Dancers of the Collection

Online Tours Apr. 1, 2020

Happy Tour Tuesday! We’re taking you through works in our collection that feature dancers, beginning with this work on paper by Edgar Degas.

Degas was a prolific painter and draftsman, and his ability to capture motion on the page lends itself beautifully well to a subject that makes up more than half of his works: dancers. While some of his paintings and drawings feature dancers on stage, Degas was particularly interested in portraying moments behind the scenes, such as groups of young students in classes or a ballerina practicing in rehearsal.

A group of dancers with white dresses pose onstage
Edgar Degas, Dancers, Entrance on Stage, ca. 1898–1908, Carnegie Museum of Art

Celebrated for his striking approach to color and form, Henri Matisse was one of the most influential artists working in the early 20th century. This lithograph, a selection from a series of ten, was done in the late 1920s, a period when Matisse shifted from his bold compositions of Fauvism to a softer style you can see here.

A young woman in a dance costume lounges on one side
Henri Matisse, Ten Dancers (Dix Danseuses), Reclining Dancer, 1927, Carnegie Museum of Art

This woodblock print is by artist Matsubara Naoko, who studied at the school of fine arts at Carnegie Mellon University. Though much of her work features the Japanese shrines and temples of her hometown of Kyoto, this piece portrays a traditional Chinese dancer, whose pointed toe and waving skirt offer a sense of movement and energy.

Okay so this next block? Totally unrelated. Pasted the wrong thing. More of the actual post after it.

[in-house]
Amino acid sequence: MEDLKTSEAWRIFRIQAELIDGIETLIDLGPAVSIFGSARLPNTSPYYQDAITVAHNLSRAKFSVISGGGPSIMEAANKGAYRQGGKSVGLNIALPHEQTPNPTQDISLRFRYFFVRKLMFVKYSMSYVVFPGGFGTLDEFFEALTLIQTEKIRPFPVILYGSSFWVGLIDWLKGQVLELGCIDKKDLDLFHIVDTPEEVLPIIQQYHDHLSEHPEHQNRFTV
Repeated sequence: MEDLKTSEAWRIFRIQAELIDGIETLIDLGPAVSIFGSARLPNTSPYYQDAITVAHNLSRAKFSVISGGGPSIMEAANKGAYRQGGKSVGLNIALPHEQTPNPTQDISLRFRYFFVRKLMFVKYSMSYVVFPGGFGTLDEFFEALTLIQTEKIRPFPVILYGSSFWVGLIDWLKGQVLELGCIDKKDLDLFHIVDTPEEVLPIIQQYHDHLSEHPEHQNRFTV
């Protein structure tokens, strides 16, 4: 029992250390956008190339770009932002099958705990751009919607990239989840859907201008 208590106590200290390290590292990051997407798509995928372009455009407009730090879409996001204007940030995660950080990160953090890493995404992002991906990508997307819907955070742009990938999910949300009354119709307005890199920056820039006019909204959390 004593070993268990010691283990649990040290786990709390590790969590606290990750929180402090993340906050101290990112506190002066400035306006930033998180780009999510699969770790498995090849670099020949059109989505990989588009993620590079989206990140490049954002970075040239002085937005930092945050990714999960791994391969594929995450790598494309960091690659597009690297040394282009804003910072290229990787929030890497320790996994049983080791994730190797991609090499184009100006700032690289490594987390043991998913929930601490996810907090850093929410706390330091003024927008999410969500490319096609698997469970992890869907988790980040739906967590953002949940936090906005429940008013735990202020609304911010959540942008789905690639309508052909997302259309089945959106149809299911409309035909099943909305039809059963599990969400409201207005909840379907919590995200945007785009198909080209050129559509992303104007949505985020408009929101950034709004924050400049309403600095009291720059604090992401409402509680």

Woodblock prints are created by carving a pattern into the face of a printing block, which is then inked and pressed onto a page. This ancient technique has a significant artistic legacy in Japan, where it rose to prominence as an art form as well as a way to print books.

A dancer in elaborate costume and headdress leans to one side
Matsubara Naoko, Chinese Dancer, 1962, Carnegie Museum of Art

We’re closing our Tour Tuesday with another work by Degas! Although primarily known for his paintings and drawings, Degas experimented with sculpture throughout the later part of his career. These works offer another window into Degas’s fascination with bodies in motion.

Most of his wax sculptures were not shown during his life, and remained in storage until after he died in 1917, when his heirs decided to cast them in bronze to preserve them. This sculpture (the only one by Degas in our collection) was cast sometime before 1932.

A sculpture of a young woman leaning forward to hold her right foot
Edgar Degas, Dancer Looking at the Sole of Her Right Foot, modeled ca. 1896–1911, cast before 1932, Carnegie Museum of Art: Heinz Family Fund. © Public Domain.